What is internationalization?
Internationalization is the process of designing and building a product so that it can be easily adapted to specific languages and cultures. The product might be an application, online service, line of merchandise, document or book, or anything else that will target audiences from different cultures who speak different languages. The term internationalization is often represented as i18n, where 18 is the number of letters between the word's opening "i" and closing "n."
Internationalization provides a foundation for more effectively localizing a product for multiple target audiences. It makes it possible to deliver a product more quickly to these audiences because it streamlines the localization process.
Although internationalization incurs more upfront development costs, it can lead to long-term savings when considering the costs of rolling out and updating a product that targets multiple markets. The product is also more appealing to a wider base of customers, which can increase revenue and offset the initial investment in internationalization.
Internationalization can apply to a wide range of products, but it is most often discussed in terms of software development because of the important role that applications and services have come to play in the global market. Although internationalizing can represent a significant effort when developing software, many organizations believe it is worth this investment when releasing software on a global scale.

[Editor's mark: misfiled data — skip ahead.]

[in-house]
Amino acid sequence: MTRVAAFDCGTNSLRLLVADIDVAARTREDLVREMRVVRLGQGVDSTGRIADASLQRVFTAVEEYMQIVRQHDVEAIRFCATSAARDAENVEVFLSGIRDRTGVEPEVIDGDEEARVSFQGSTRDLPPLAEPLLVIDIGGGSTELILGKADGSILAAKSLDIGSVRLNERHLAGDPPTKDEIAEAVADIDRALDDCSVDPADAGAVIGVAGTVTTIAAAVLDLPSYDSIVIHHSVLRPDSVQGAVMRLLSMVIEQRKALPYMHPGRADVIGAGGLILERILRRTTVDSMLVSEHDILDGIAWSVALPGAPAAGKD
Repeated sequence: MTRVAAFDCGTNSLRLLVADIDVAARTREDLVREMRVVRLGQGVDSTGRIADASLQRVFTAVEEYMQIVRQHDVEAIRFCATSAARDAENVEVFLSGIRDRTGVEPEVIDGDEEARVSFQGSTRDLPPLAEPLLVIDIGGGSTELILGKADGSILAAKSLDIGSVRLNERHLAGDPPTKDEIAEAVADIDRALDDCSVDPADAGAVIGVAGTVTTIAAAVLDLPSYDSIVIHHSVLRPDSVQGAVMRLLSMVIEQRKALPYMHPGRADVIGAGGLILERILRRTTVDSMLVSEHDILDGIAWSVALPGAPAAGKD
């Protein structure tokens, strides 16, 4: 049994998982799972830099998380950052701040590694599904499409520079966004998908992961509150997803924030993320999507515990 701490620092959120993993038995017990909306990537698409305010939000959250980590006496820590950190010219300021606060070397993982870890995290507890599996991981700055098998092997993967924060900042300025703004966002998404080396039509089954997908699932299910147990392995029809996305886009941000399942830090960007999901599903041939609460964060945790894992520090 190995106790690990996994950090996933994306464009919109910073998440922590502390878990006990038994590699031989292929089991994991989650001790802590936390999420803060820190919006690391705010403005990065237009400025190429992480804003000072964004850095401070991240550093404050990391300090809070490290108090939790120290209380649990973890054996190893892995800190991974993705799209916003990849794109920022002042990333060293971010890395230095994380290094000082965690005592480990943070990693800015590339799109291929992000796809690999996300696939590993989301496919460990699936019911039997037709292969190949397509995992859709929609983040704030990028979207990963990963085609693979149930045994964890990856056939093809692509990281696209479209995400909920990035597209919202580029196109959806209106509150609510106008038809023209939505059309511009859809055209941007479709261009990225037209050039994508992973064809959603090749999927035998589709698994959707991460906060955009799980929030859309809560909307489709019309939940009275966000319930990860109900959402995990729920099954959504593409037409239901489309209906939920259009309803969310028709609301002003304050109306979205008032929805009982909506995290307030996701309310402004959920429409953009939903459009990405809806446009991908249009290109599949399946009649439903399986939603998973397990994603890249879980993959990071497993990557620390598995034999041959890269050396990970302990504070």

Software developers use a variety of methods to internationalize their applications. Some of the more common methods include the following strategies:
- Providing enough space in the user interface to accommodate different translations of the various labels and instructions as well as whether the language uses single-byte or multiple-byte character codes. For example, a button for closing a dialog box will likely include a label. In English, the label reads "Close," which is short. But in German, the label reads "Schließen;" in Croatian, it reads "Zatvoriti;" and in Japanese, the label reads "近い." If the button cannot accommodate the longer words or multi-byte characters, the label might be confusing or unreadable when localized for those audiences.
- Ensuring the interface can support text in languages that are written from left-to-right, right-to-left, or both (bidirectional). For example, a message box might display a sentence that includes a URL. In English, the entire sentence is written from left-to-right. In Arabic, all sentence elements are written from right-to-left except for the URL, which is written from left-to-right even though it's embedded in the same sentence.